First launched in 2012, the firm’s Nutrition Asia Research Grant is an annual event where the firm calls out for research proposals on designated health and nutrition topics.
This time round, special emphasis is placed on the biological functions of HMOs, including how the firm’s newly launched 2'-Fucosyllactose – PREBILAC, can address immunological and metabolic health challenges in Asia.
Present research findings suggest that the ingredient supports the development of a healthy gut microbiome and immune system, protecting against allergic diseases, and plays a role in the development of normal brain functions.
Through the research grant, the firm also hopes to unlock the “new benefits of HMOs across life stages”, commenting that HMO research is “still in its infancy”, although clinical and experimental studies have reaped encouraging result.
"Given that there is now more research showing the link between gut microbiota to health and diseases, HMOs could contribute to improving metabolic and immunological outcomes.
"Hence, HMO and its influence over different health aspects is one of the more exciting and cutting-edge areas of nutrition research," Dr Kai Lin Ek, senior scientific marketing manager at BASF told NutraIngredients-Asia.
Five grants amounting to €$200k (US$220k) will be given out, in which two will be awarded to projects investigating the role of HMOs in human health.
The firm has been directing more research efforts on HMOs recently.
In May this year, it signed a partnership agreement with Glycosyn for developing and commercialising HMOs for use in dietary supplements, functional nutrition, and medical food.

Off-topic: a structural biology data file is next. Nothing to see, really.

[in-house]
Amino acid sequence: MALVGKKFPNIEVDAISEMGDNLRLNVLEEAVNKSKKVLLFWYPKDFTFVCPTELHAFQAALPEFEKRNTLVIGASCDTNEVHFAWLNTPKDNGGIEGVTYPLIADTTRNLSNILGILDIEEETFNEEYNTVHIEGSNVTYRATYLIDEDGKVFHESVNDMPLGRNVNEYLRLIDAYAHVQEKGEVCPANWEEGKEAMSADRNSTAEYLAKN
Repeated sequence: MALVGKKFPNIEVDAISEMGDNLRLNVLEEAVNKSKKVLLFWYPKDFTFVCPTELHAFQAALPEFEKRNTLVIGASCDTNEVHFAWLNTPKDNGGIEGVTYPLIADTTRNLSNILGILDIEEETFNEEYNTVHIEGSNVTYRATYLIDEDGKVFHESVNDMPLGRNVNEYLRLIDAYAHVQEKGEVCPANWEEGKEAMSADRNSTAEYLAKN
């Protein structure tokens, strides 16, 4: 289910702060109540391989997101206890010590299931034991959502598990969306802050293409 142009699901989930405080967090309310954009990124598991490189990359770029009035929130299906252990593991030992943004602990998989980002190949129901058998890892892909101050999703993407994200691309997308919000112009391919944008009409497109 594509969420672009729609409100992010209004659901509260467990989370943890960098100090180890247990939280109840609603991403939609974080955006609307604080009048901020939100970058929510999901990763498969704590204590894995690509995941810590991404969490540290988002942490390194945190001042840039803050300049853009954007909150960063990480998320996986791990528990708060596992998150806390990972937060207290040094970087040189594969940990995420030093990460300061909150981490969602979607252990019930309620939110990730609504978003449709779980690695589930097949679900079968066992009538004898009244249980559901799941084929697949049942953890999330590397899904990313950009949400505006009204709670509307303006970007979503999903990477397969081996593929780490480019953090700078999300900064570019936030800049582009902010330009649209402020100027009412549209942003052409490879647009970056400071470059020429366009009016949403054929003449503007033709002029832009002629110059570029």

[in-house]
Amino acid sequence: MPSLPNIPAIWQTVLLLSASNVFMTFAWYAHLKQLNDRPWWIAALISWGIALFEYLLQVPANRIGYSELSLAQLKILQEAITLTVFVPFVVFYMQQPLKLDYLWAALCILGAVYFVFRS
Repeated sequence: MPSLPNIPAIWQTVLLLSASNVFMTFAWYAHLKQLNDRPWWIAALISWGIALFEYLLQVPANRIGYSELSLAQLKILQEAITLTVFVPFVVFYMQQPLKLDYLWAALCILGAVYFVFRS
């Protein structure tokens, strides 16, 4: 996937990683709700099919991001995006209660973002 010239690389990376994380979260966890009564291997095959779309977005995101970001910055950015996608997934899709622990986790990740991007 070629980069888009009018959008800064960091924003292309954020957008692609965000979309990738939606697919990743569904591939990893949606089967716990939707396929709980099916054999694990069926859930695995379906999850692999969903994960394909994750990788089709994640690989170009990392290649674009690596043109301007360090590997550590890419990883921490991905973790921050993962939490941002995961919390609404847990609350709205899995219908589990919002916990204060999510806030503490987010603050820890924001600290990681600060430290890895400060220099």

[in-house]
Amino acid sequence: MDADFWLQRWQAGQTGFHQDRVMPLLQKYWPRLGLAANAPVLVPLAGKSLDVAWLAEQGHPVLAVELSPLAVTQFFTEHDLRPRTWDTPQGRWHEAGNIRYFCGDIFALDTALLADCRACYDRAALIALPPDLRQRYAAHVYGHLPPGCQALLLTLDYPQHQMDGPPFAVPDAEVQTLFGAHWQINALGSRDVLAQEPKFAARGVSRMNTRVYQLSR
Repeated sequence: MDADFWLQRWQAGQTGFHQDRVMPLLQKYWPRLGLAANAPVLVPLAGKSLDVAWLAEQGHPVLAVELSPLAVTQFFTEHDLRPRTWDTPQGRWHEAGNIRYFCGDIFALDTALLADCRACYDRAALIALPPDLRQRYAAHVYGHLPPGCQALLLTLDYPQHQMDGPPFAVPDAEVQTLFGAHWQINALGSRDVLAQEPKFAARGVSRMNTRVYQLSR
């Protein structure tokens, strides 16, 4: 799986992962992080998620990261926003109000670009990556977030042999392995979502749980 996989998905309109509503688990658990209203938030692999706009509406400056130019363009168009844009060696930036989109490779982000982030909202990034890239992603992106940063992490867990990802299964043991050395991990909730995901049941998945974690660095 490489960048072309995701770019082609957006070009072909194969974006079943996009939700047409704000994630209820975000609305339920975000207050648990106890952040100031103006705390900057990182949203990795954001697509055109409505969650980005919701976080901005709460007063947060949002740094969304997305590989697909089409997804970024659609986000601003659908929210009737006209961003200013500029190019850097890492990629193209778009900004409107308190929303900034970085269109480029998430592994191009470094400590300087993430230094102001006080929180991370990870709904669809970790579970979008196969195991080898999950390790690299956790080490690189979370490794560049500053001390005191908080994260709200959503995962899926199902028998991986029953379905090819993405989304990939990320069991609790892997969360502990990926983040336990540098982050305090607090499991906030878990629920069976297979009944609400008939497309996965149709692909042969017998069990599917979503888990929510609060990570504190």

The partnership aims to improve gastrointestinal health in adolescents and adults, while broadening the use of HMO for further health conditions.
Last year, it also said that it was working with the University of California, Davis, in developing and validating second-gen HMO for gut microbiome, and even brain health across different age groups.
Other research interest
Besides HMOs’ benefits on immune and metabolic health, the firm is also interested awarding grants to research focusing on cardio-metabolic, physical function, and mobility problems.
These research can involve a functional health ingredient from BASF’s existing portfolio, including bioactive peptides, plant sterols, conjugated linoleic acid, and algal beta-carotene.
Alternatively, the research could also involve other bio-actives or nutrients in combination with a selected ingredient from BASF.
Each winning entry will receive a grant of up to €40k (US$44k) from next June for the 18-month long research.
The deadline for proposal submission is Jan 9 next year and grant results will be out in March next year.
“The Nutrition Asia Research Grant reflects BASF’s commitment to scientific innovation through partnerships with the academic community.
“It is an excellent platform for us to collaborate closely with researchers and industry partners, addressing prevalent and emerging health needs in Asia Pacific through science-based nutritional solutions,” said Tina Low, VP at global business management of BASF’s human nutrition.
Since its inception, BASF has funded 30 projects across Australia, China, India, Indonesia, Malaysia, Singapore, and Thailand.
Results from 15 projects have been presented at scientific congresses and seminars, with eight published peer-reviewed scientific papers.